Of course, Amber’s mother, who likened the whole experience to getting hit by a bus, has vivid memories and still gets teary when recounting them. “When Amber was still at St. St. Mary’s and in intensive care and on oxygen, the entire basketball team made a horseshoe around her bed, and they all held hands and prayed for her,” Tonya said. Amber’s teammates, along with the Tennessee coaching staff and administration, continued to support her in Cincinnati. Several of them flew in, including Pat Summitt, the legendary coach of the Lady Vols.
Tonya said she is forever grateful to Dr. Zuccarello and the entire surgical and neurocritical care team at the UC Neuroscience Institute.
“From the very first consultation with Dr. Zuccarello, the care they took in determining and explaining what medical procedure she would undergo was impressive,” Tonya said. “I also want to mention the care she received in total. All of the nurses, even the physical therapists at UC — whom Amber doesn’t remember – were so helpful. There was a time when she couldn’t walk at all, and they were so encouraging, so supportive, getting her up, getting her moving.”
Tonya also thanks Dr. Zuccarello for his cosmetic approach, which left the 19-year-old Amber virtually unscarred. “He took so much care in doing the incision behind the hairline,” Tonya said. “He took off only a very small strip of hair, only what they truly needed. He respected how she would look physically after the procedure.”
Amber left University Hospital after three weeks and continued her intensive rehabilitation for another three weeks at Cincinnati’s Drake Center. As she left Drake two weeks ahead of schedule, doctors attributed her rapid and impressive recovery to state-of-the-art care and rehabilitation, her youth and athleticism, and her determination to regain her health. Mark Goddard, MD, Director of Physical Medicine and Rehabilitation at Drake Center and a PM & R physician at the UC Neuroscience Institute, described her recovery as “meteoric.”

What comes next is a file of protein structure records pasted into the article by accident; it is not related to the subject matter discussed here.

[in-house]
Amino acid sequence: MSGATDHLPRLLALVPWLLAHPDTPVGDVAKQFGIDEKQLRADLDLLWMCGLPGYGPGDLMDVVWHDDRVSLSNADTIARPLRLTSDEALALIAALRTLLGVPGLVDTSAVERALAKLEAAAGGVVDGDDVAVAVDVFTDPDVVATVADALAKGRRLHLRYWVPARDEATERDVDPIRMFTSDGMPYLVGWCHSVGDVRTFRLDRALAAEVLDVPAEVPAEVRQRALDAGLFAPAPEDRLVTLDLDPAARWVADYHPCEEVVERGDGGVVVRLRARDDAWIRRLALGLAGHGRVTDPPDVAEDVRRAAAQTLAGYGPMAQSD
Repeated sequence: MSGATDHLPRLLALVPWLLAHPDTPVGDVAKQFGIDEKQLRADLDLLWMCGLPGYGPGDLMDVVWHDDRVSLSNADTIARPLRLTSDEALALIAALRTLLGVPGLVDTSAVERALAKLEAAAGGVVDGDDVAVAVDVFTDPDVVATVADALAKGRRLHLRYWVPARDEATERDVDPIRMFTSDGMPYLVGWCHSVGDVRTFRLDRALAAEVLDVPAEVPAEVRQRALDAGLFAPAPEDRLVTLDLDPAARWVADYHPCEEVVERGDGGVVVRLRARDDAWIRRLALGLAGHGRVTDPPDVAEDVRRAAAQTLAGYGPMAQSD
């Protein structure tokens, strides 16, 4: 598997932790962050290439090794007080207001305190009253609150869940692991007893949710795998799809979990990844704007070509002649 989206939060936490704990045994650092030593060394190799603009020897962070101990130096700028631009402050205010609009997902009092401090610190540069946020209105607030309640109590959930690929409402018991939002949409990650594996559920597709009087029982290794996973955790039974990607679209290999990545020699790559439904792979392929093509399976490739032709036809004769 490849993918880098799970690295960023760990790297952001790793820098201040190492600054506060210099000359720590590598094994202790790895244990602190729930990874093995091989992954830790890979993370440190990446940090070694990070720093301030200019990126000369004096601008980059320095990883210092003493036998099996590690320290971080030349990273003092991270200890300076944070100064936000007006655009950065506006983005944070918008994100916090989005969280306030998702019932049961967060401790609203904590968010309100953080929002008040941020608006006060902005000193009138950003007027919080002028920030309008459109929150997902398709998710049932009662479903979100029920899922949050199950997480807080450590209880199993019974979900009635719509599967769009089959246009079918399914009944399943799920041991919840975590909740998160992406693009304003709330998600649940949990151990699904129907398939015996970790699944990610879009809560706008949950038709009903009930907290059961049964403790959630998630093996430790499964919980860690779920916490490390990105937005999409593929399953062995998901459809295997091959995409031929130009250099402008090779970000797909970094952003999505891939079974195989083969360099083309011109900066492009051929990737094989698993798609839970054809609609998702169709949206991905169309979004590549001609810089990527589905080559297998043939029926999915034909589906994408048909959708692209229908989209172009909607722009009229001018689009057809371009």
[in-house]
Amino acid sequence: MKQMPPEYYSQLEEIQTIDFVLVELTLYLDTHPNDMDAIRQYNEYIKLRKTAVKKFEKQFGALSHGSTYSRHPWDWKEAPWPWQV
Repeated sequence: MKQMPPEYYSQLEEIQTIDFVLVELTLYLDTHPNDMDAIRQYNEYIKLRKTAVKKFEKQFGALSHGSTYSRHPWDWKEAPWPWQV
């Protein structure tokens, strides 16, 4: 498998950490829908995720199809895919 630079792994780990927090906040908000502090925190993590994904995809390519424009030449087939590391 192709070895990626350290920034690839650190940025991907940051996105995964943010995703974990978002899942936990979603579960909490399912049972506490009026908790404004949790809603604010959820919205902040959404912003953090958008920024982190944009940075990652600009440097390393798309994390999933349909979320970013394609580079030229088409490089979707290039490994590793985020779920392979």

Amber’s most vivid memory of the ordeal was the moment “when both of my eyes were open and I was able to track them again. At that point I knew that I was going to be able to play basketball again.”
Ten weeks after her stroke, Amber had completely recovered mentally and was focused on rehabilitating her shoulder and spending time with her family before heading back to school. She sat out the 2009-2010 season and then decided to leave the University of Tennessee for Xavier University, where she would play for the Muskies and tackle XU’s famed core curriculum while living a jump shot away from her family and doctors.
Dr. Zuccarello cleared Amber to play in 2010, and with a special waiver from the NCAA she was back in the thick of it, averaging 3 points per game over 22 games. A year later, as a 21-year-old junior, she had worked her way into the starting lineup. A shatterproof mask, made of transparent thermoplastic and formed to her head and face, covered the area where Dr. Zuccarello opened her skull and protected her from any impact she incurred on the court. She completed her college basketball career in 2013, averaging 11 points and 6 rebounds a game her senior year.
Reflecting on her career at Xavier, she said her proudest accomplishments were playing in her first game after her recovery and walking across the stage at graduation.
Meanwhile, in the realm of communications, she has chosen to share her story in an effort to give hope to others who are facing recovery and rehabilitation following a neurological event. “There are a lot of people who have brain aneurysms and don’t stay positive,” Amber said. “So I think my story is to encourage people to make sure they do stay positive. I was able to return to a sport that I love and play basketball again, and that was very important to me. And seeing my friends and family support me means a lot. I want others to be able to move forward also.
“Dr. Zuccarello is a hero to me now. Without God, him, my friends, and my family, there’s no way I would have gotten through this. So as much as I’m promoting staying positive, I know that with God you can get through everything. I think my story truly promotes that.”
– Cindy Starr
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Hope Story Disclaimer – This story describes an individual patient’s experience. Because every person is unique, individual patients may respond to treatment in different ways. Outcomes are influenced by many factors and may vary from patient to patient.